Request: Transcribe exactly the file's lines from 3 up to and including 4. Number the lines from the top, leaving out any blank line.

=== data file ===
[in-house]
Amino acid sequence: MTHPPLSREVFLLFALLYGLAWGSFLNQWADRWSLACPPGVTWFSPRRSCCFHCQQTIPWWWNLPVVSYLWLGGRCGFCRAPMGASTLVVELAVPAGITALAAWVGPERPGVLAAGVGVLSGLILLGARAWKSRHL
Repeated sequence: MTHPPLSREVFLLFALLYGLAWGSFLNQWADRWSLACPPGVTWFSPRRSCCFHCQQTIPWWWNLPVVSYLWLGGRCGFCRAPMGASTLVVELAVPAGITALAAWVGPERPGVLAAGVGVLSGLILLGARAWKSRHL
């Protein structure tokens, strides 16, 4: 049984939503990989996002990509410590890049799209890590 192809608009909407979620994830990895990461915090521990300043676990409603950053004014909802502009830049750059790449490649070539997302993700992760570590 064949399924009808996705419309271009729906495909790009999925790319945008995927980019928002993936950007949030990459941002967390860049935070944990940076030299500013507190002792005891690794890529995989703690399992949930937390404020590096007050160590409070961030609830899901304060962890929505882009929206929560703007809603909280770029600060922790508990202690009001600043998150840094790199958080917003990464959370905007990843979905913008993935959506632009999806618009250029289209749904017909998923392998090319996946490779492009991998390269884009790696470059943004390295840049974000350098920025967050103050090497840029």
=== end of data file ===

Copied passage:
Repeated sequence: MTHPPLSREVFLLFALLYGLAWGSFLNQWADRWSLACPPGVTWFSPRRSCCFHCQQTIPWWWNLPVVSYLWLGGRCGFCRAPMGASTLVVELAVPAGITALAAWVGPERPGVLAAGVGVLSGLILLGARAWKSRHL
């Protein structure tokens, strides 16, 4: 049984939503990989996002990509410590890049799209890590 192809608009909407979620994830990895990461915090521990300043676990409603950053004014909802502009830049750059790449490649070539997302993700992760570590 064949399924009808996705419309271009729906495909790009999925790319945008995927980019928002993936950007949030990459941002967390860049935070944990940076030299500013507190002792005891690794890529995989703690399992949930937390404020590096007050160590409070961030609830899901304060962890929505882009929206929560703007809603909280770029600060922790508990202690009001600043998150840094790199958080917003990464959370905007990843979905913008993935959506632009999806618009250029289209749904017909998923392998090319996946490779492009991998390269884009790696470059943004390295840049974000350098920025967050103050090497840029």